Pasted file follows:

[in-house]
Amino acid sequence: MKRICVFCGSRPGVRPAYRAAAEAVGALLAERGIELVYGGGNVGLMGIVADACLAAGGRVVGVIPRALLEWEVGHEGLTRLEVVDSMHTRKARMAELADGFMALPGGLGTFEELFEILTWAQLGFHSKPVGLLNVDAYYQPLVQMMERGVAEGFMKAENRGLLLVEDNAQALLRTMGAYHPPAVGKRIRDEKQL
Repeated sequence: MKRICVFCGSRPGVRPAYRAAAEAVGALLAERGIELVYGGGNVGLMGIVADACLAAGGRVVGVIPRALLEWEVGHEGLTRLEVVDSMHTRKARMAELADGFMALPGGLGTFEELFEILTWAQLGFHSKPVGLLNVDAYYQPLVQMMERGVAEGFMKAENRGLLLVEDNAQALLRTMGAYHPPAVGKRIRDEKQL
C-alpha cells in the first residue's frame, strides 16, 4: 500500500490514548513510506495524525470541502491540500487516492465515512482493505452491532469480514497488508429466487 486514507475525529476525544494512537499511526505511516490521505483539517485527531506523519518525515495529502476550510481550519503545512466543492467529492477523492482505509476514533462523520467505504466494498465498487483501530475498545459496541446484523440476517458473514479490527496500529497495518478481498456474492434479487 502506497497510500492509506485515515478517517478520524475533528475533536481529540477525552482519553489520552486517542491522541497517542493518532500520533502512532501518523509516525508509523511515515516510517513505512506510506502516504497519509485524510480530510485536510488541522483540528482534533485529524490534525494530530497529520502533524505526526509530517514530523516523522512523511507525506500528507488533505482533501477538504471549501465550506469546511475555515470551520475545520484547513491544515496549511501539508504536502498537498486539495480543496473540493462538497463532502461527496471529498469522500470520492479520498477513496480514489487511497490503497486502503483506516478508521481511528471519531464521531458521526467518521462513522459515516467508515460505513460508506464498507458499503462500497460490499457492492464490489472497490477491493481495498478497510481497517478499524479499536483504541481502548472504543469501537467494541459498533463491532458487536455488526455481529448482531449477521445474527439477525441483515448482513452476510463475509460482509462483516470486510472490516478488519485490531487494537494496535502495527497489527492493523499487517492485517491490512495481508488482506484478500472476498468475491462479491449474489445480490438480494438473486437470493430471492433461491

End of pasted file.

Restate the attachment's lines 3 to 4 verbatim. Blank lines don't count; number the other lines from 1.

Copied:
Repeated sequence: MKRICVFCGSRPGVRPAYRAAAEAVGALLAERGIELVYGGGNVGLMGIVADACLAAGGRVVGVIPRALLEWEVGHEGLTRLEVVDSMHTRKARMAELADGFMALPGGLGTFEELFEILTWAQLGFHSKPVGLLNVDAYYQPLVQMMERGVAEGFMKAENRGLLLVEDNAQALLRTMGAYHPPAVGKRIRDEKQL
C-alpha cells in the first residue's frame, strides 16, 4: 500500500490514548513510506495524525470541502491540500487516492465515512482493505452491532469480514497488508429466487 486514507475525529476525544494512537499511526505511516490521505483539517485527531506523519518525515495529502476550510481550519503545512466543492467529492477523492482505509476514533462523520467505504466494498465498487483501530475498545459496541446484523440476517458473514479490527496500529497495518478481498456474492434479487 502506497497510500492509506485515515478517517478520524475533528475533536481529540477525552482519553489520552486517542491522541497517542493518532500520533502512532501518523509516525508509523511515515516510517513505512506510506502516504497519509485524510480530510485536510488541522483540528482534533485529524490534525494530530497529520502533524505526526509530517514530523516523522512523511507525506500528507488533505482533501477538504471549501465550506469546511475555515470551520475545520484547513491544515496549511501539508504536502498537498486539495480543496473540493462538497463532502461527496471529498469522500470520492479520498477513496480514489487511497490503497486502503483506516478508521481511528471519531464521531458521526467518521462513522459515516467508515460505513460508506464498507458499503462500497460490499457492492464490489472497490477491493481495498478497510481497517478499524479499536483504541481502548472504543469501537467494541459498533463491532458487536455488526455481529448482531449477521445474527439477525441483515448482513452476510463475509460482509462483516470486510472490516478488519485490531487494537494496535502495527497489527492493523499487517492485517491490512495481508488482506484478500472476498468475491462479491449474489445480490438480494438473486437470493430471492433461491